Masters Theses

Date of Award


Degree Type


Degree Name

Master of Arts



Major Professor

Patrick Grzanka

Committee Members

Joseph Miles, Kirsten Gonzalez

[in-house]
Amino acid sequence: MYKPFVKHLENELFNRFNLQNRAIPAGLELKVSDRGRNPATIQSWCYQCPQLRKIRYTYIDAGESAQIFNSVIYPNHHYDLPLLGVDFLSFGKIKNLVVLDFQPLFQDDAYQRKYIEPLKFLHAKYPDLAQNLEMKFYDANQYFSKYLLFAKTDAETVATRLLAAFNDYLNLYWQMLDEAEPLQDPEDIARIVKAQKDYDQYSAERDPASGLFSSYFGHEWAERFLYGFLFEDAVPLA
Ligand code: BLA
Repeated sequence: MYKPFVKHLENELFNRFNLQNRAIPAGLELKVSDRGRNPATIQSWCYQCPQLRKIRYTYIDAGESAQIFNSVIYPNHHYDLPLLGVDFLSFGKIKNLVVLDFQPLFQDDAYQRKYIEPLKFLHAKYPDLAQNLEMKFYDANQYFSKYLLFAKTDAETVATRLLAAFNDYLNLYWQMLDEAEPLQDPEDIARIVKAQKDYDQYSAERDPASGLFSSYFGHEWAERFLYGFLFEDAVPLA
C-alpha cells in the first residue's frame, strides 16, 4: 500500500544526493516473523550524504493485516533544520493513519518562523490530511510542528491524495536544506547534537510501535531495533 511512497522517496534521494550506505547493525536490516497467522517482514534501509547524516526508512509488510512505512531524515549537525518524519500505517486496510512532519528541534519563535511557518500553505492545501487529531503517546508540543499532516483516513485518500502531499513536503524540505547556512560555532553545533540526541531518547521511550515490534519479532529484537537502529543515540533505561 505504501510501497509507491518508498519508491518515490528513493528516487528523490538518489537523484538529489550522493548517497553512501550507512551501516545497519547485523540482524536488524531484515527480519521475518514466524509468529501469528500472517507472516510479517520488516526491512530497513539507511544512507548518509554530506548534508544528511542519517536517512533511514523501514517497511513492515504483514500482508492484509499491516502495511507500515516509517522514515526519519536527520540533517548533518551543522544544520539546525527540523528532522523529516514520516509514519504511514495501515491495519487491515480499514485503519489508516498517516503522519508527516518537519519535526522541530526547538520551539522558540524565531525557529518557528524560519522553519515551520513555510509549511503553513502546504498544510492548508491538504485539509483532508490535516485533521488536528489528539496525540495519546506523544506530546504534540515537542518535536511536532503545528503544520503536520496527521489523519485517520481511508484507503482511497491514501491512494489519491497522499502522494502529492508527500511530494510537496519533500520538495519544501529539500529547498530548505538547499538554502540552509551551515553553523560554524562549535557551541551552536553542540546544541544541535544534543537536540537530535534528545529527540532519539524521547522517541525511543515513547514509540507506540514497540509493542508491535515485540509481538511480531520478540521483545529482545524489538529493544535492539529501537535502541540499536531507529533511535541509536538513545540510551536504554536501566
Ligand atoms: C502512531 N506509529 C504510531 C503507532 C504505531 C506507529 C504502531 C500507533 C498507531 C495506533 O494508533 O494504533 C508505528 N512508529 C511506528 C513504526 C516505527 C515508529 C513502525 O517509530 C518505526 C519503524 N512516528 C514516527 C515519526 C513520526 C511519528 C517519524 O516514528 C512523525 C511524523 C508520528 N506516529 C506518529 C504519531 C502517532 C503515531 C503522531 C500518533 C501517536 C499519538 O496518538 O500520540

In the current study, we integrated the following largely disparate literatures: (a) sexual identity development and developmental milestones; (b) beliefs about sexual orientation; and (c) attitudes regarding sexual identity. We recruited a sample of sexual minority participants (n = 416) via Amazon Mechanical Turk (MTurk) who recalled the age of completing sexual identity developmental milestones (Calzo et al., 2011) and completed the Sexual Orientation Beliefs Scale (SOBS; Arseneau et al., 2013), the Lesbian, Gay, Bisexual Identity Scale (LGBIS; Mohr & Kendra, 2011), and the Kessler Psychological Distress Scale (KPDS; Kessler et al., 2002). We conducted a latent profile analysis (LPA) on the SOBS and replicated previous findings of three distinct belief profiles that were high in discreteness, entitativity, and importance beliefs (a group we named high-DEI), high only with regards to naturalness beliefs (i.e., naturalness-only), and relatively high levels of beliefs across all four types of sexual orientation beliefs (i.e., multidimensional essentialism). Sexual orientation predicted participants’ profile membership, with gay and lesbian participants being more likely to endorse beliefs consistent with the naturalness-only group. Sexual minority people of color were more likely to have response patterns consistent with the high-DEI profile than any other profile. Those recalling first same-sex attraction later in life were more likely to endorse sexual orientation beliefs consistent with the multidimensional essentialism and high-DEI profiles than the naturalness-only profile. Members of the high-DEI profile endorsed the highest levels of all positive and negative attitudes regarding sexual orientation as measured by the LGBIS and endorsed significantly higher levels of psychological distress than members of both the multidimensional essentialism and naturalness-only profiles. The implications of these findings are discussed.

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